News and updates for 2021

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Version 6.05 of RGraph is now available

Written by Richard, 14th November 2021
A new version of RGraph has been released

RGraph version 6.05 is now available! In this release, both the SVG and canvas versions of the Semi-circular Progress meter have had some attention and they now both support multiple values and scales. The canvas Line chart angled labels HOWTO has now been added as a core feature (ie it's now part of the Line chart) so it's much easier to implement on your own charts.

You can download the software from the download page:

Version 6.04 of RGraph is now available

Written by Richard, 16th October 2021
A new version of RGraph has been released

Hot on the heels of version 6.03 - version 6.04 is now available! There's only one change in this release - the default tooltip effect for canvas charts has been changed to the new "slide" effect.

As the name suggests, this, like the SVG tooltips, slides the tooltip into position instead of fading in. If showing the first tooltip on the page the sliding motion originates from the top left corner of the page and if this isn't the first tooltip to be shown it will slide into the new position from the position of the previous tooltip.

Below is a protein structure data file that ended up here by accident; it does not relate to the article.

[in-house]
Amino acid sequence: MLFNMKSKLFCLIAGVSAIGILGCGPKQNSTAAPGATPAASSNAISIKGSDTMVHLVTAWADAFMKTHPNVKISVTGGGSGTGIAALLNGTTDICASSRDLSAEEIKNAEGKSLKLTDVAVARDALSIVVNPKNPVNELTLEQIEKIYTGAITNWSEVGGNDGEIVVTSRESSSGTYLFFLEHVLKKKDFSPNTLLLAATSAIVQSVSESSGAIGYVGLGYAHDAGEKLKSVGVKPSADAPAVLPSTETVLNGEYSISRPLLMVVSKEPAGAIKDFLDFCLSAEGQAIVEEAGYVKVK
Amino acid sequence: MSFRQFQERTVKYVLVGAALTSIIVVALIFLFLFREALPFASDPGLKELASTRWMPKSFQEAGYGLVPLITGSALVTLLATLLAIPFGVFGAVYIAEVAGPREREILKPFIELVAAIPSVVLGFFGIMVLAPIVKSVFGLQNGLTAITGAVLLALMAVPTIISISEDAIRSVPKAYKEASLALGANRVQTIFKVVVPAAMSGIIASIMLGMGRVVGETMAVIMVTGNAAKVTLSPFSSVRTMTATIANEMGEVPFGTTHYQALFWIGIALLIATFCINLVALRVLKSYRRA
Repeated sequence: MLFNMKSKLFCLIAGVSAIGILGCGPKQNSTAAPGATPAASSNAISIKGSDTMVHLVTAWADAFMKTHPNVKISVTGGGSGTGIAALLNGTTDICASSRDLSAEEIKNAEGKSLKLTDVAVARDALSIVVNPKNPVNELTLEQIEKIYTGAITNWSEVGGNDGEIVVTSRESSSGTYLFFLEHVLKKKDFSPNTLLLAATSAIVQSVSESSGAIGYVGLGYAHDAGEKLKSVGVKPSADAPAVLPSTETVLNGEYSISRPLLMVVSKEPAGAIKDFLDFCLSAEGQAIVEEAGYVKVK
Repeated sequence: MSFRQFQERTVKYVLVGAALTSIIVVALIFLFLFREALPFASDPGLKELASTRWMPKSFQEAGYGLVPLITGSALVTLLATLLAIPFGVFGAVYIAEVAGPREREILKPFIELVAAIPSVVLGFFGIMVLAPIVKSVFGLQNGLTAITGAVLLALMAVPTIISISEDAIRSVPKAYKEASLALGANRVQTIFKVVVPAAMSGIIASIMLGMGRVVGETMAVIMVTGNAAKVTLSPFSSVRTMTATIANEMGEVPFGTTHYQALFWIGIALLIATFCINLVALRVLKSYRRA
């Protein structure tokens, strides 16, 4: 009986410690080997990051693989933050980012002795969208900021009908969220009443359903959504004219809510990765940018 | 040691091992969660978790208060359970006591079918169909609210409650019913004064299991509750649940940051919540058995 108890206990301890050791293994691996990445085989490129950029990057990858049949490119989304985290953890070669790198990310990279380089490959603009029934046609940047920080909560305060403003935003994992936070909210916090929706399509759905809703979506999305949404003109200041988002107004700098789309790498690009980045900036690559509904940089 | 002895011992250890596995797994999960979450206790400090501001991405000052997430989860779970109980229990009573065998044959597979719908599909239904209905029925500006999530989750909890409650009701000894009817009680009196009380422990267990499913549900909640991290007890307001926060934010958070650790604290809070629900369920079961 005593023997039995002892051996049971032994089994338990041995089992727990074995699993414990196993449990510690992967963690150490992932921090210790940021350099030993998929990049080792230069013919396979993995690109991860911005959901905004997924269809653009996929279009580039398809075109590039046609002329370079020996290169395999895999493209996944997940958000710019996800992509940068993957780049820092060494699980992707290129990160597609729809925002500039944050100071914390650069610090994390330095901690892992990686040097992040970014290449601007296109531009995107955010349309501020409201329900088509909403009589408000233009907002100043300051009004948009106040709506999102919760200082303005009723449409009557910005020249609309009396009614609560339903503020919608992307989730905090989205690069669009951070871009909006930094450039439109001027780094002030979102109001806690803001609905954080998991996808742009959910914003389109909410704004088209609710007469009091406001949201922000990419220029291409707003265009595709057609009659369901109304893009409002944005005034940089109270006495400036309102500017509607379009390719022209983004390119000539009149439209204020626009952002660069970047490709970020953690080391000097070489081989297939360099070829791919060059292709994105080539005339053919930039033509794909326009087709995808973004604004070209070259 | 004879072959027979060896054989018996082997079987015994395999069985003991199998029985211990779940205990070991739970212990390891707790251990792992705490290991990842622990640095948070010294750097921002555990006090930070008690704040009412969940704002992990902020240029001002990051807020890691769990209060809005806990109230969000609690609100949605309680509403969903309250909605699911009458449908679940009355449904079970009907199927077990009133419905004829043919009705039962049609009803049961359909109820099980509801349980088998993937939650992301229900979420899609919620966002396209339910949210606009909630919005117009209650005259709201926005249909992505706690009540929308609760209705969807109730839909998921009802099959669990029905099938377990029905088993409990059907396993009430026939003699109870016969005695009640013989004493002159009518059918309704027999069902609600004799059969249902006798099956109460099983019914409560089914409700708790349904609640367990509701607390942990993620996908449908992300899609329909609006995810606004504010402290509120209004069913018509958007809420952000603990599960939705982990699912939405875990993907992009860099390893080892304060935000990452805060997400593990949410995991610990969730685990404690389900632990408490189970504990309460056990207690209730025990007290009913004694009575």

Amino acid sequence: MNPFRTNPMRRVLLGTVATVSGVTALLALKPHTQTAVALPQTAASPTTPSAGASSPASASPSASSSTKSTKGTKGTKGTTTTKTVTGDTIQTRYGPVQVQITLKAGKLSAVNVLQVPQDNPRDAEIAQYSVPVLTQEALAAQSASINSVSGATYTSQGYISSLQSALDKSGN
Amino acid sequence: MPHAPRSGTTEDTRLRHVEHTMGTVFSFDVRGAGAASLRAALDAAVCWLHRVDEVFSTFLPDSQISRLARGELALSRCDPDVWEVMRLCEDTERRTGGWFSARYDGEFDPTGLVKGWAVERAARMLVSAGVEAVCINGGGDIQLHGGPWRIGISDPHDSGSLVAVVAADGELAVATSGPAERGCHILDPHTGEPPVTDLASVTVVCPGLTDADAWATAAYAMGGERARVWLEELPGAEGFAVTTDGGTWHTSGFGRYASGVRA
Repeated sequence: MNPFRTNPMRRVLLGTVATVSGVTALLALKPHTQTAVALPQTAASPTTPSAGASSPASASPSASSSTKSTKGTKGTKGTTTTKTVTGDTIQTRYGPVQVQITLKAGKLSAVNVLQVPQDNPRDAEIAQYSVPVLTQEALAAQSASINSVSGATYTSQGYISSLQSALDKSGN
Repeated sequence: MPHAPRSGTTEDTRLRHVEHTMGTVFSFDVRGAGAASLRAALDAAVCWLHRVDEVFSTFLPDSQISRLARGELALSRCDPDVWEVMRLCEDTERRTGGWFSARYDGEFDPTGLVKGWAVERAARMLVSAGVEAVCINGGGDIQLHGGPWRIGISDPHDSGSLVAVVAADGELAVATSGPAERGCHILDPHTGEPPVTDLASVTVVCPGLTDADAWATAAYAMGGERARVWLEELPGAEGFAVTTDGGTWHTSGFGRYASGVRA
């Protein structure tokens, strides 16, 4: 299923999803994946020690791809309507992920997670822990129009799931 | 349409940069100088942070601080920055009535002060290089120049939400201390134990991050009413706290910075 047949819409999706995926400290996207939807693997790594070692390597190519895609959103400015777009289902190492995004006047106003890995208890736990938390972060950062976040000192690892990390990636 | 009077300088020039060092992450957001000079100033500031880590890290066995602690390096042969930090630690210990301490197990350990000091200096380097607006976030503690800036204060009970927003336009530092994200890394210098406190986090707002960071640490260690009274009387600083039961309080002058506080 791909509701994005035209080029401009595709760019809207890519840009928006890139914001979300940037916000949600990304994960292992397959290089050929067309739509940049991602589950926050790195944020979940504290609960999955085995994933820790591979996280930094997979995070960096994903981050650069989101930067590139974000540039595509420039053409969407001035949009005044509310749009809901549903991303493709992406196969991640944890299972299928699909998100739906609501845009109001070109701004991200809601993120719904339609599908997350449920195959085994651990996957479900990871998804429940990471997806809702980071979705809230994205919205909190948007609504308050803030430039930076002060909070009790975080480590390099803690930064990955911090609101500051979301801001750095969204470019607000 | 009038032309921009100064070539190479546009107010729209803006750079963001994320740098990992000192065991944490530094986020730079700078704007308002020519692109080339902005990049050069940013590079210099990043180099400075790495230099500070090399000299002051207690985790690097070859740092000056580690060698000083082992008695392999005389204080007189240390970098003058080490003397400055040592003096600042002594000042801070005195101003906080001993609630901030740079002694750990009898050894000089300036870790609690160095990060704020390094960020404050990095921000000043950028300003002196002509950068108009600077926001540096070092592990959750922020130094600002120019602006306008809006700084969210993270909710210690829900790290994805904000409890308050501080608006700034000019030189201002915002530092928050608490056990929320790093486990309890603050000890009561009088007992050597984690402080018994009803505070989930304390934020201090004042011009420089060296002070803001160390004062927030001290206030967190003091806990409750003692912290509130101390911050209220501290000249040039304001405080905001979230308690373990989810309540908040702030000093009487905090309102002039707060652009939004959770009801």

You can download the software from the download page:

Sliding tooltips on the canvas charts

Written by Richard, 9th October 2021

The SVG charts have, since their inception, had sliding tooltips. In my opinion, these look nicer than the standard canvas tooltips - which "jump"to the new location.

Well hold to your hats, because the canvas charts now have - sliding tooltips!

They operate in much the same way as the SVG sliding tooltips and this effect is now the default. That means that if you upgrade your canvas libraries and your chart has tooltips, you'll get the sliding effect instead of the fade effect by default.

If you don't like it then you can just set the tooltipsEffect property to fade in your chart's configuration.

To see an example of the fade effect you can see it on the SVG Bar chart documentation page.

Version 6.03 of RGraph is now available

Written by Richard, 2nd October 2021
A new version of RGraph has been released

Happy release day! Version 6.03 is now available from the RGraph websites download page.

You can read the full list of changes on the changelog page: